The records of literature, so far as I know, show no such moving force in a simple poem as the re-birth of the village of Auburn. No man can live in a village and illuminate it by his genius. His fellow townsmen and neighbors are not to be influenced by his eloquence except in a very limited way. His presence creates an opposition, for the "personal touch" repels as well as attracts. Dying, seven cities may contend for the honor of his birthplace; or after his departure, knowledge of his fame may travel back across the scenes that he has known, and move to better things.

The years went by and the Napier estate got into a bad way and was sold. Captain Hogan became the owner of the site of the village of Lissoy. Now, Captain Hogan was a poet in feeling, and he set about to replace the village that Goldsmith had loved and immortalized. He adopted the name that Goldsmith supplied, and Auburn it is even unto this day.

In the village-green is the original spreading hawthorn-tree, all enclosed in a stone wall to preserve it. And on the wall is a sign requesting you not to break off branches.

Around the trees are seats. I sat there one evening with "talking age" and "whispering lovers." The mirth that night was of a quiet sort, and I listened to an old man who recited all "The Deserted Village" to the little group that was present. It cost me sixpence, but was cheap for the money, for the brogue was very choice. I was the only stranger present, and quickly guessed that the entertainment was for my sole benefit, as I saw that I was being furtively watched to see how I took my medicine.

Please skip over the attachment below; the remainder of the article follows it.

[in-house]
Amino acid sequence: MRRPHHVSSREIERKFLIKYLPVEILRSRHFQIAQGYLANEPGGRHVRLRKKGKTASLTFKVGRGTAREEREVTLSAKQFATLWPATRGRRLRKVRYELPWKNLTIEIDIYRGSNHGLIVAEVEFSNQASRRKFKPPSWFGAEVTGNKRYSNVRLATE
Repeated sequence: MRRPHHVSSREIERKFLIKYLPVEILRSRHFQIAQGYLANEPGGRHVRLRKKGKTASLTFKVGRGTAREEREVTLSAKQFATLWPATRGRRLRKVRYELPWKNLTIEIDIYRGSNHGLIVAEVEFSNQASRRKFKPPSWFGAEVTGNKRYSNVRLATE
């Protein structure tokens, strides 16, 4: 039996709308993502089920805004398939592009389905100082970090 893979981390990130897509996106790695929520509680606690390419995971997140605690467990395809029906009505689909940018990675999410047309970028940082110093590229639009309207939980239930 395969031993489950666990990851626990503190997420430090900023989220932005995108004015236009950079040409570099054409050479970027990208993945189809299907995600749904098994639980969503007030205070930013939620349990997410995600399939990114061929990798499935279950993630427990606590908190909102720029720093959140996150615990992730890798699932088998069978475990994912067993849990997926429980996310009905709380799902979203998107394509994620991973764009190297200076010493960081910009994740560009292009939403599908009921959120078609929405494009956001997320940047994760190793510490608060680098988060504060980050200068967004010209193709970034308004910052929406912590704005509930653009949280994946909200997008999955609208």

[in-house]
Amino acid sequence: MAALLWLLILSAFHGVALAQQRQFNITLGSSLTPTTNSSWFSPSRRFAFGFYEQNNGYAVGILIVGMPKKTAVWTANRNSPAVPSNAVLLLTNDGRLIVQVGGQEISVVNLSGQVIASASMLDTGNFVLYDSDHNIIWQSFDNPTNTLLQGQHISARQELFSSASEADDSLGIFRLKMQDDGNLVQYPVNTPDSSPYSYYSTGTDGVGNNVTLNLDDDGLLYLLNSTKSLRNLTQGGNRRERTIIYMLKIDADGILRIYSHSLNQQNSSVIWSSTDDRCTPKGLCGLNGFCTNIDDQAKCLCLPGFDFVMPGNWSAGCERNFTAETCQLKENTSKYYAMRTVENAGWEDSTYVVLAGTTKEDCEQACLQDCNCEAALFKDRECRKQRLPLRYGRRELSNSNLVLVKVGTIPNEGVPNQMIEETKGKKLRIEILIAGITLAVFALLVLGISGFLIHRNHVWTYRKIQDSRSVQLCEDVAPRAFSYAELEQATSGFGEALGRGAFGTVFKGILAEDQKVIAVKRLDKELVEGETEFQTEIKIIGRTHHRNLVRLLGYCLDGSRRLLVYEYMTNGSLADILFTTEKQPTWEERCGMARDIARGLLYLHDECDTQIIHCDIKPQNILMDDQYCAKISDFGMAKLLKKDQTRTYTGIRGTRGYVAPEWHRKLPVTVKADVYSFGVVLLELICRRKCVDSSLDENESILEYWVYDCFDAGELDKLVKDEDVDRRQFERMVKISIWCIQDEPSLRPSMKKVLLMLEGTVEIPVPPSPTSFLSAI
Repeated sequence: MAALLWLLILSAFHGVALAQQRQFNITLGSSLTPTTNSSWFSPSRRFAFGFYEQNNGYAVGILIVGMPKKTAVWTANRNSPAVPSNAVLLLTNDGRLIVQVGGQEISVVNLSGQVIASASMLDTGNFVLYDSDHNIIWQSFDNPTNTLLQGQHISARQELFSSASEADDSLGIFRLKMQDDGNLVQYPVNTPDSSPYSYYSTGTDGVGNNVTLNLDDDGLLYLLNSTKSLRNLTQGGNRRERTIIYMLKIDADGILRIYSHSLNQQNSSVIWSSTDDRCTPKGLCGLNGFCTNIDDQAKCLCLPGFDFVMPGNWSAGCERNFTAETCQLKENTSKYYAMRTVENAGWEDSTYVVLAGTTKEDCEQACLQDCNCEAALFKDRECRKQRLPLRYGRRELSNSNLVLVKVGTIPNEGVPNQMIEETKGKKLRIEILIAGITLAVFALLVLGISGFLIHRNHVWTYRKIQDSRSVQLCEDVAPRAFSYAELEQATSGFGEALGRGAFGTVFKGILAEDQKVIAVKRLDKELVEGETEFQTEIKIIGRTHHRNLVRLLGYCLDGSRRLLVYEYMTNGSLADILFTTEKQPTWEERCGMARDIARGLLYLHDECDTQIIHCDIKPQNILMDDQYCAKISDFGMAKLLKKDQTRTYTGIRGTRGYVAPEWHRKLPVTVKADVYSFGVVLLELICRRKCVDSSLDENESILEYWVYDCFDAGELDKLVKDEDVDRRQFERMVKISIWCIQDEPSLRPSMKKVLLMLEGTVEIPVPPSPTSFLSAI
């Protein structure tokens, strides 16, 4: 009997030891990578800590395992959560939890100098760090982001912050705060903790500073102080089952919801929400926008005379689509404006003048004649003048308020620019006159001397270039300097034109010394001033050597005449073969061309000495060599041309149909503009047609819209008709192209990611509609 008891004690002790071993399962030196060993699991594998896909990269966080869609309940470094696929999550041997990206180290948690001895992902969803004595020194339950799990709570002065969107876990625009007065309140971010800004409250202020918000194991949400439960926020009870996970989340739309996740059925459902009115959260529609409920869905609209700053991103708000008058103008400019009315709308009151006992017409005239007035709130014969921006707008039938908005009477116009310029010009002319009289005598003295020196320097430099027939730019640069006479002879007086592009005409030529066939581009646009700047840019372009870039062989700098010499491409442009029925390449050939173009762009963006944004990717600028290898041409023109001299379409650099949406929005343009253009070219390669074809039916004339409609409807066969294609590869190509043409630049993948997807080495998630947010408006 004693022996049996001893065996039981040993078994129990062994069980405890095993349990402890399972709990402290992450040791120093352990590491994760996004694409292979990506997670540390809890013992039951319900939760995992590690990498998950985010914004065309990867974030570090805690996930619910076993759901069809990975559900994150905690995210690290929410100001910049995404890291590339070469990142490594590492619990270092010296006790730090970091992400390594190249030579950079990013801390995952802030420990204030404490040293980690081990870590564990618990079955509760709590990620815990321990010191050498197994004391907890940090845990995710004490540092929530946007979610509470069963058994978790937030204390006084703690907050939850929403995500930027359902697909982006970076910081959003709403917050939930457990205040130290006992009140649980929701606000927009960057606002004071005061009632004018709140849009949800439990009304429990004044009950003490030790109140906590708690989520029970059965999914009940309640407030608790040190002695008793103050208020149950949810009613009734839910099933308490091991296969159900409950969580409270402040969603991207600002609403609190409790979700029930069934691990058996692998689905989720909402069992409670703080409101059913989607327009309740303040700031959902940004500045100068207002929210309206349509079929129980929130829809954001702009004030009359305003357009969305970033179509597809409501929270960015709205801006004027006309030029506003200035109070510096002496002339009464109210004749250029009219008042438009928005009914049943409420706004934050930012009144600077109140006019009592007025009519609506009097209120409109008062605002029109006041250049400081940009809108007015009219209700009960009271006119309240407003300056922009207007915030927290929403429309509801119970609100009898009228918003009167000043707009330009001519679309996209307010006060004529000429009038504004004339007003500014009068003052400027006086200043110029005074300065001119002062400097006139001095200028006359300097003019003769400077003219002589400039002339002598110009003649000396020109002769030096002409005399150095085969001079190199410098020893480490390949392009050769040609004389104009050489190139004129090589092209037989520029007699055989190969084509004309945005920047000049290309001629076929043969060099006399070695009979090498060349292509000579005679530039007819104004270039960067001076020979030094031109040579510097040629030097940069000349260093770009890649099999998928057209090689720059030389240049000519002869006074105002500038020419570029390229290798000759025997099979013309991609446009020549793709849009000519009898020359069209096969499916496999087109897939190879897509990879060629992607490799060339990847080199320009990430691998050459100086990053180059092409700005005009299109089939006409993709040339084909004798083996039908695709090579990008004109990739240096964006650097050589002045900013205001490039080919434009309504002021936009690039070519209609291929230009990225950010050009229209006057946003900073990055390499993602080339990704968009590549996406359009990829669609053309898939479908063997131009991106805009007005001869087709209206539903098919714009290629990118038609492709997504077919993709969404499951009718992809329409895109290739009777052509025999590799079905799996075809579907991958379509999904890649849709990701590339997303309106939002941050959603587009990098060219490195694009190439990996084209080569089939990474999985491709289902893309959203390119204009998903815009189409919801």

A young fellow sitting near me offered a little Goldsmith information, then a woman on the other side did the same, and the old man who had recited suggested that we go over and see the alehouse "where the justly celebhrated Docther Goldsmith so often played his harp so feelin'ly." So we adjourned to The Three Jolly Pigeons—a dozen of us, including the lovers, whom I personally invited.